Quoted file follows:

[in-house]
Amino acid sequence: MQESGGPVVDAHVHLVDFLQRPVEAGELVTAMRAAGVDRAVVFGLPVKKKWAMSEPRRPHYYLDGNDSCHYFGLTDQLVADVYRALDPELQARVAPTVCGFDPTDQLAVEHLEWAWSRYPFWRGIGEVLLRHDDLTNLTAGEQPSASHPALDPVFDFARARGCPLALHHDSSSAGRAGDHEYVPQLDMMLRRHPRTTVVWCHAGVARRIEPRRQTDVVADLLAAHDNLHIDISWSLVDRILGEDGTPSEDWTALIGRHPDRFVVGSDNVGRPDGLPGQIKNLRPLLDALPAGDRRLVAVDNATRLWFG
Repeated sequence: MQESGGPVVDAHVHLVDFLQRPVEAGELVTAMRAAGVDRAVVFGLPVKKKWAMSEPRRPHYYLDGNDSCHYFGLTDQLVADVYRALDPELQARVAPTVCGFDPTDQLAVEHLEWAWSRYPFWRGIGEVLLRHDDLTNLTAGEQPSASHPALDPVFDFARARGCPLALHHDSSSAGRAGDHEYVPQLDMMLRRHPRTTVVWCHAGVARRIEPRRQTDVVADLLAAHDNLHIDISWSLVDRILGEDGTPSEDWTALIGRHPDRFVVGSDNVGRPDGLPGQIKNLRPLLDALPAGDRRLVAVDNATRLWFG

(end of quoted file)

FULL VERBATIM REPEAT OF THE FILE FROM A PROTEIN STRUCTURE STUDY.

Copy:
[in-house]
Amino acid sequence: MQESGGPVVDAHVHLVDFLQRPVEAGELVTAMRAAGVDRAVVFGLPVKKKWAMSEPRRPHYYLDGNDSCHYFGLTDQLVADVYRALDPELQARVAPTVCGFDPTDQLAVEHLEWAWSRYPFWRGIGEVLLRHDDLTNLTAGEQPSASHPALDPVFDFARARGCPLALHHDSSSAGRAGDHEYVPQLDMMLRRHPRTTVVWCHAGVARRIEPRRQTDVVADLLAAHDNLHIDISWSLVDRILGEDGTPSEDWTALIGRHPDRFVVGSDNVGRPDGLPGQIKNLRPLLDALPAGDRRLVAVDNATRLWFG
Repeated sequence: MQESGGPVVDAHVHLVDFLQRPVEAGELVTAMRAAGVDRAVVFGLPVKKKWAMSEPRRPHYYLDGNDSCHYFGLTDQLVADVYRALDPELQARVAPTVCGFDPTDQLAVEHLEWAWSRYPFWRGIGEVLLRHDDLTNLTAGEQPSASHPALDPVFDFARARGCPLALHHDSSSAGRAGDHEYVPQLDMMLRRHPRTTVVWCHAGVARRIEPRRQTDVVADLLAAHDNLHIDISWSLVDRILGEDGTPSEDWTALIGRHPDRFVVGSDNVGRPDGLPGQIKNLRPLLDALPAGDRRLVAVDNATRLWFG